# Set Operations-Introduction

The SQL operations **union**, **intersect**, and **except** operate on relations and correspond to the mathematical set-theory operations ∪, ∩, and −. We shall now construct queries involving the **union**, **intersect**, and **except** operations over two sets.

• The set of all courses taught in the Fall 2009 semester:

**select** *course_id*

**from** section

**where*** semester = ’Fall*’ **and** *year= 2009*;

• The set of all courses taught in the Spring 2010 semester:

**select** *course_id*

**from** *section*

**where** *semester = ’Spring’ ***and*** year= 2010;*

In our discussion that follows, we shall refer to the relations obtained as the result of the preceding queries as c1 and c2, respectively, and show the results when these queries are run on the *section* relation of Figure 2.6 in Figures 3.9 and 3.10.Observe that c2 contains two tuples corresponding to *course_id* CS-319, since two sections of the course have been offered in Spring 2010.

**1. The Union Operation**

To find the set of all courses taught either in Fall 2009 or in Spring 2010, or both,we write:

**(select*** course_id*

**from*** section*

**where*** semester = ’Fall’ ***and*** year= 2009)*

**union**

**(select*** course_id*

**from*** section*

**where*** semester = ’Spring’ ***and*** year= 2010);*

The **union** operation automatically eliminates duplicates, unlike the **select** clause.

Thus, using the *section* relation of Figure 2.6, where two sections of CS-319 are

offered in Spring 2010, and a section of CS-101 is offered in the Fall 2009 as well as

in the Fall 2010 semester, CS-101 and CS-319 appear only once in the result, shown

in Figure 3.11.

If we want to retain all duplicates, we must write union all in place of union:

(**select*** course_id*

**from*** section*

**where*** semester = ’Fall’ ***and*** year= 2009)*

**union*** all
(*

**select**

*course_id*

**from**

*section*

**where**

*semester = ’Spring’*

**and**

*year= 2010);*

The number of duplicate tuples in the result is equal to the total number of

duplicates that appear in both c1 and c2. So, in the above query, each of CS-319

and CS-101 would be listed twice. As a further example, if it were the case that 4

sections of ECE-101 were taught in the Fall 2009 semester and 2 sections of ECE-101 were taught in the Fall 2010 semester, then there would be 6 tuples with ECE-101 in the result.

**2. The Intersect Operation**

To find the set of all courses taught in the Fall 2009 as well as in Spring 2010 we

write:

(**select*** course_id*

**from*** section*

**where*** semester = ’Fall’ ***and*** year= 2009)*

**intersect**

*(***select*** course_id*

**from*** section*

**where*** semester = ’Spring’ ***and*** year= 2010*);

The *result* relation, shown in Figure 3.12, contains only one tuple with CS-101. The

**intersect** operation automatically eliminates duplicates. For example, if it were

the case that 4 sections of ECE-101 were taught in the Fall 2009 semester and 2

sections of ECE-101 were taught in the Spring 2010 semester, then there would be

only 1 tuple with ECE-101 in the result.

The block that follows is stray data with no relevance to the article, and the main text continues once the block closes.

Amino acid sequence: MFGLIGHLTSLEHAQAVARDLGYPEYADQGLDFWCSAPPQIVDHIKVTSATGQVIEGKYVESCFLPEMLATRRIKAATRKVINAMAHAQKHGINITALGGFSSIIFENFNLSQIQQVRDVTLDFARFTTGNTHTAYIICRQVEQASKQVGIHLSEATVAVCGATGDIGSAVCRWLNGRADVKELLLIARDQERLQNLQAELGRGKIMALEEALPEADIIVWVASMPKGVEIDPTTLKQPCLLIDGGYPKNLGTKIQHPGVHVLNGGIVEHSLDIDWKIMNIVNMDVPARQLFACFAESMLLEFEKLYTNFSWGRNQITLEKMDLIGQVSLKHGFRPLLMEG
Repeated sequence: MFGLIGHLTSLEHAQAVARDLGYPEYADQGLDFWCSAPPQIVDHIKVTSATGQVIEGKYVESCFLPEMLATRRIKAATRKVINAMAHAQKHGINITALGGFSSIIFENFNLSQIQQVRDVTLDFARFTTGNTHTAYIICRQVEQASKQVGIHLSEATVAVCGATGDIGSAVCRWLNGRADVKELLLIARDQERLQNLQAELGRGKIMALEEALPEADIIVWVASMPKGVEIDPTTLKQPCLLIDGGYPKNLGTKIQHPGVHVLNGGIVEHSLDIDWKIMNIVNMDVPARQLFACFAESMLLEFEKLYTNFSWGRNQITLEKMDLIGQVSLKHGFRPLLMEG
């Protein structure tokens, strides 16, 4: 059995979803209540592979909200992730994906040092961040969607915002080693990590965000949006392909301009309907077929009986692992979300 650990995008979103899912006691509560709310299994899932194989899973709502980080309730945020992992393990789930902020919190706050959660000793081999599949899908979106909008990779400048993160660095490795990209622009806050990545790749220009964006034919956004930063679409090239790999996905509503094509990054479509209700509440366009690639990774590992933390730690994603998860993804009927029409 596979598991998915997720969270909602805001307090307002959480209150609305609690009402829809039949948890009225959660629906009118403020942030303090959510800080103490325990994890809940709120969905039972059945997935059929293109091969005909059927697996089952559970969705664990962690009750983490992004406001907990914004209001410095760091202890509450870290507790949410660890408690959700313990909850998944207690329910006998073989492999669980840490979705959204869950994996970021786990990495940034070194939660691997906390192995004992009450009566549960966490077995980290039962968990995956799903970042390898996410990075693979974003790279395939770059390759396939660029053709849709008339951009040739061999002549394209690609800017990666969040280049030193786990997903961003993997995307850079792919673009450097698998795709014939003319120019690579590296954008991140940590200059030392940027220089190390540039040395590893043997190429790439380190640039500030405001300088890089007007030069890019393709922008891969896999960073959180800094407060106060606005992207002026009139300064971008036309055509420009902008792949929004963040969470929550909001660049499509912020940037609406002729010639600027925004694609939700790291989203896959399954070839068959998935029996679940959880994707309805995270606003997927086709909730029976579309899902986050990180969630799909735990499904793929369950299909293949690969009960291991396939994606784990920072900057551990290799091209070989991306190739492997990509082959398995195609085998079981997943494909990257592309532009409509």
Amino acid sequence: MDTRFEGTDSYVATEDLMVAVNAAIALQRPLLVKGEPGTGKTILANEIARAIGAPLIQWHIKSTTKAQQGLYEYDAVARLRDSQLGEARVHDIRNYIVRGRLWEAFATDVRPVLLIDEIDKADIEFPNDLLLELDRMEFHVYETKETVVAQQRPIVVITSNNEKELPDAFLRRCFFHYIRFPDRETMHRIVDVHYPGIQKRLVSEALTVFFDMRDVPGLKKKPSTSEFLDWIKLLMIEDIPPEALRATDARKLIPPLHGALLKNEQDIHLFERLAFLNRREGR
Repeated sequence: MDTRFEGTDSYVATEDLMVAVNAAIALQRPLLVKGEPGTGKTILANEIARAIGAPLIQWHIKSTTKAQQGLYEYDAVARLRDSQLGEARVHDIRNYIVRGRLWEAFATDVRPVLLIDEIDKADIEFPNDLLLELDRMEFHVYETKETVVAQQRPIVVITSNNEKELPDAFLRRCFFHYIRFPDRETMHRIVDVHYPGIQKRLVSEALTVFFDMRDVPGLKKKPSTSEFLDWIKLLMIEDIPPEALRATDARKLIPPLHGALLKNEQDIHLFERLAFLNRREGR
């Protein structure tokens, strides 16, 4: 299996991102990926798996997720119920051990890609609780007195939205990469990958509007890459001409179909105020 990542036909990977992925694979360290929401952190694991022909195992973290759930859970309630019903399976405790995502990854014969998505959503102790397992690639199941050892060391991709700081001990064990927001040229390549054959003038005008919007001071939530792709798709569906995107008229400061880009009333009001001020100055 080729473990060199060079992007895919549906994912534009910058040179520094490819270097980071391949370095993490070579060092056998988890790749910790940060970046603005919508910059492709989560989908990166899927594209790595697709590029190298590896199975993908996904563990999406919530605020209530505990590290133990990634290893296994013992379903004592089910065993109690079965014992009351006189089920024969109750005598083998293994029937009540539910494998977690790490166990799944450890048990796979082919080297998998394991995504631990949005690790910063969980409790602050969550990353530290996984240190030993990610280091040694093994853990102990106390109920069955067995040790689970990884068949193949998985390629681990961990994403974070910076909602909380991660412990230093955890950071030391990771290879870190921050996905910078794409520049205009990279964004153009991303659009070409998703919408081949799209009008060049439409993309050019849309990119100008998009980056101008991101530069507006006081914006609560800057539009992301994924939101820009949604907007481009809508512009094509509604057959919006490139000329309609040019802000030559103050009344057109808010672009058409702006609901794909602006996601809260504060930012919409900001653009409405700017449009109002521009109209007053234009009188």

If we want to retain all duplicates, we must write **intersect all** in place of

**intersect**:

(**select*** course_id*

**from*** section*

**where** semester = ’Fall’ **and** year= 2009)

**intersect all**

(**select** course_id

**from** section

**where** semester = ’Spring’ **and** year= 2010);

The number of duplicate tuples that appear in the result is equal to the minimum

number of duplicates in both c1 and c2. For example, if 4 sections of ECE-101

were taught in the Fall 2009 semester and 2 sections of ECE-101 were taught in the

Spring 2010 semester, then there would be 2 tuples with ECE-101 in the result.

**3. The Except Operation**

To find all courses taught in the Fall 2009 semester but not in the Spring 2010

semester, we write:

(**select** *course_id*

**from** section

**where*** semester = ’Fall’ ***and*** year= 2009)*

**except**

*(***select*** course_id
from section
where semester = ’Spring’ and year= 2010);*

The result of this query is shown in Figure 3.13. Note that this is exactly relation

c1 of Figure 3.9 except that the tuple for CS-101 does not appear. The **except**

operation7 outputs all tuples from its first input that do not occur in the second

input; that is, it performs set difference. The operation automatically eliminates

duplicates in the inputs before performing set difference. For example, if 4 sections

of ECE-101 were taught in the Fall 2009 semester and 2 sections of ECE-101 were

taught in the Spring 2010 semester, the result of the **except** operation would not

have any copy of ECE-101.

If we want to retain duplicates, we must write **except all** in place of **except**:

(**select** *course_id*

**from** *section*

**where** *semester* = ’*Fall*’ **and*** year= 2009)*

**except all**

(**select** *course_id*

**from** *section*

**where*** semester = ’Spring*’ **and*** year= 2010);*

The number of duplicate copies of a tuple in the result is equal to the number of

duplicate copies in c1 minus the number of duplicate copies in c2, provided that

the difference is positive. Thus, if 4 sections of ECE-101 were taught in the Fall

2009 semester and 2 sections of ECE-101 were taught in Spring 2010, then there are 2 tuples with ECE-101 in the result. If, however, there were two or fewer sections

of ECE-101 in the the Fall 2009 semester, and two sections of ECE-101 in the Spring

2010 semester, there is no tuple with ECE-101 in the result.

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